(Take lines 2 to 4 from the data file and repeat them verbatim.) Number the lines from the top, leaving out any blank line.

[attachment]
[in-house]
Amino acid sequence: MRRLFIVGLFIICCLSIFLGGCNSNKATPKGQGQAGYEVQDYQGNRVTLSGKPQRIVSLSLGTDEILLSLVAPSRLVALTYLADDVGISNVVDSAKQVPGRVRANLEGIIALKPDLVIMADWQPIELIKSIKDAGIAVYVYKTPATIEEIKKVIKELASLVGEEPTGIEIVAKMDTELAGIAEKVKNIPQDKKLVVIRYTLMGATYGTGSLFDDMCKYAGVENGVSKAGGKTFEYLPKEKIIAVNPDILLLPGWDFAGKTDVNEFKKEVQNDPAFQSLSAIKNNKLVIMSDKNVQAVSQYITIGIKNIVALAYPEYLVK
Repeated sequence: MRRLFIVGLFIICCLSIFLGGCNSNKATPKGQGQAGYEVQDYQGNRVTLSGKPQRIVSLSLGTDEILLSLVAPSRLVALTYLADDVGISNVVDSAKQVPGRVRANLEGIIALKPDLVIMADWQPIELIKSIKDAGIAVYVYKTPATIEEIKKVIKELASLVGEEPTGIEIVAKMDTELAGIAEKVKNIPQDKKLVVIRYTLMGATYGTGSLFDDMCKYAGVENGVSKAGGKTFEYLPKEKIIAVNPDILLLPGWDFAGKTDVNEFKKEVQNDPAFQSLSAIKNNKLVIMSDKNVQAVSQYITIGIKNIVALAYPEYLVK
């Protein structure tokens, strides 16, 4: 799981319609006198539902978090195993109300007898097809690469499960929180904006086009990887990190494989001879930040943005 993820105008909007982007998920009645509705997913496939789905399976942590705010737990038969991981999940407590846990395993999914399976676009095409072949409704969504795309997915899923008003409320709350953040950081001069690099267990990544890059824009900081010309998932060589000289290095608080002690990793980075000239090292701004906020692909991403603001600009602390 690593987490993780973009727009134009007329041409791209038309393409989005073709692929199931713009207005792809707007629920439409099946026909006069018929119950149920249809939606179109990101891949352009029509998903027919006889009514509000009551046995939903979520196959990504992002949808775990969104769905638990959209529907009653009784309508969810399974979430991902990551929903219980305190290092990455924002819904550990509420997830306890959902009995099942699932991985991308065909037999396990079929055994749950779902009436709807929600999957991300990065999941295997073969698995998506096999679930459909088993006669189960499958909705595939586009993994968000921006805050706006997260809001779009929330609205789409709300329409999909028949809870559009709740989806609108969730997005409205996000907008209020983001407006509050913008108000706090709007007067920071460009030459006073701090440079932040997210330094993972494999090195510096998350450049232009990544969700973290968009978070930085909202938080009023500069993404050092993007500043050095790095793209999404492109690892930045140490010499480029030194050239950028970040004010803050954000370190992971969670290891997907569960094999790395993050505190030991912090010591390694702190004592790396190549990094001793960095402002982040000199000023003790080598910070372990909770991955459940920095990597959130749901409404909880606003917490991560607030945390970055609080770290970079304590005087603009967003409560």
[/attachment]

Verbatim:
Amino acid sequence: MRRLFIVGLFIICCLSIFLGGCNSNKATPKGQGQAGYEVQDYQGNRVTLSGKPQRIVSLSLGTDEILLSLVAPSRLVALTYLADDVGISNVVDSAKQVPGRVRANLEGIIALKPDLVIMADWQPIELIKSIKDAGIAVYVYKTPATIEEIKKVIKELASLVGEEPTGIEIVAKMDTELAGIAEKVKNIPQDKKLVVIRYTLMGATYGTGSLFDDMCKYAGVENGVSKAGGKTFEYLPKEKIIAVNPDILLLPGWDFAGKTDVNEFKKEVQNDPAFQSLSAIKNNKLVIMSDKNVQAVSQYITIGIKNIVALAYPEYLVK
Repeated sequence: MRRLFIVGLFIICCLSIFLGGCNSNKATPKGQGQAGYEVQDYQGNRVTLSGKPQRIVSLSLGTDEILLSLVAPSRLVALTYLADDVGISNVVDSAKQVPGRVRANLEGIIALKPDLVIMADWQPIELIKSIKDAGIAVYVYKTPATIEEIKKVIKELASLVGEEPTGIEIVAKMDTELAGIAEKVKNIPQDKKLVVIRYTLMGATYGTGSLFDDMCKYAGVENGVSKAGGKTFEYLPKEKIIAVNPDILLLPGWDFAGKTDVNEFKKEVQNDPAFQSLSAIKNNKLVIMSDKNVQAVSQYITIGIKNIVALAYPEYLVK
């Protein structure tokens, strides 16, 4: 799981319609006198539902978090195993109300007898097809690469499960929180904006086009990887990190494989001879930040943005 993820105008909007982007998920009645509705997913496939789905399976942590705010737990038969991981999940407590846990395993999914399976676009095409072949409704969504795309997915899923008003409320709350953040950081001069690099267990990544890059824009900081010309998932060589000289290095608080002690990793980075000239090292701004906020692909991403603001600009602390 690593987490993780973009727009134009007329041409791209038309393409989005073709692929199931713009207005792809707007629920439409099946026909006069018929119950149920249809939606179109990101891949352009029509998903027919006889009514509000009551046995939903979520196959990504992002949808775990969104769905638990959209529907009653009784309508969810399974979430991902990551929903219980305190290092990455924002819904550990509420997830306890959902009995099942699932991985991308065909037999396990079929055994749950779902009436709807929600999957991300990065999941295997073969698995998506096999679930459909088993006669189960499958909705595939586009993994968000921006805050706006997260809001779009929330609205789409709300329409999909028949809870559009709740989806609108969730997005409205996000907008209020983001407006509050913008108000706090709007007067920071460009030459006073701090440079932040997210330094993972494999090195510096998350450049232009990544969700973290968009978070930085909202938080009023500069993404050092993007500043050095790095793209999404492109690892930045140490010499480029030194050239950028970040004010803050954000370190992971969670290891997907569960094999790395993050505190030991912090010591390694702190004592790396190549990094001793960095402002982040000199000023003790080598910070372990909770991955459940920095990597959130749901409404909880606003917490991560607030945390970055609080770290970079304590005087603009967003409560």